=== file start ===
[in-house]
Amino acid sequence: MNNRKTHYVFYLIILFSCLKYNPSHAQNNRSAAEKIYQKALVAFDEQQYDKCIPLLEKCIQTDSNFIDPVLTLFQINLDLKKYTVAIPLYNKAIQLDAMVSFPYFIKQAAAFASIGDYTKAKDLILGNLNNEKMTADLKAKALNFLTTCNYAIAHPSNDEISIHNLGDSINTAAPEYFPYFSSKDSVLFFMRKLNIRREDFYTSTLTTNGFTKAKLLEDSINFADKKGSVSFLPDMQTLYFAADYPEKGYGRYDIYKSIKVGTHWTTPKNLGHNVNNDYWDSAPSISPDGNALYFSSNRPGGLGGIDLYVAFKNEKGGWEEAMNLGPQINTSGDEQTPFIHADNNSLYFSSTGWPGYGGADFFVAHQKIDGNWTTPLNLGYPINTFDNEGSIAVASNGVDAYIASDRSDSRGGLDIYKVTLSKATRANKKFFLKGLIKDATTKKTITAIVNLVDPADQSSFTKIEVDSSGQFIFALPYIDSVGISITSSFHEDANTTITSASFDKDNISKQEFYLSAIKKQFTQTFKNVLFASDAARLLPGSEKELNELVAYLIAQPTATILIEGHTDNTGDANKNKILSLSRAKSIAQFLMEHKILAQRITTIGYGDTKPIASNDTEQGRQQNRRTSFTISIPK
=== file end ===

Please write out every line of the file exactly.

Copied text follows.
[in-house]
Amino acid sequence: MNNRKTHYVFYLIILFSCLKYNPSHAQNNRSAAEKIYQKALVAFDEQQYDKCIPLLEKCIQTDSNFIDPVLTLFQINLDLKKYTVAIPLYNKAIQLDAMVSFPYFIKQAAAFASIGDYTKAKDLILGNLNNEKMTADLKAKALNFLTTCNYAIAHPSNDEISIHNLGDSINTAAPEYFPYFSSKDSVLFFMRKLNIRREDFYTSTLTTNGFTKAKLLEDSINFADKKGSVSFLPDMQTLYFAADYPEKGYGRYDIYKSIKVGTHWTTPKNLGHNVNNDYWDSAPSISPDGNALYFSSNRPGGLGGIDLYVAFKNEKGGWEEAMNLGPQINTSGDEQTPFIHADNNSLYFSSTGWPGYGGADFFVAHQKIDGNWTTPLNLGYPINTFDNEGSIAVASNGVDAYIASDRSDSRGGLDIYKVTLSKATRANKKFFLKGLIKDATTKKTITAIVNLVDPADQSSFTKIEVDSSGQFIFALPYIDSVGISITSSFHEDANTTITSASFDKDNISKQEFYLSAIKKQFTQTFKNVLFASDAARLLPGSEKELNELVAYLIAQPTATILIEGHTDNTGDANKNKILSLSRAKSIAQFLMEHKILAQRITTIGYGDTKPIASNDTEQGRQQNRRTSFTISIPK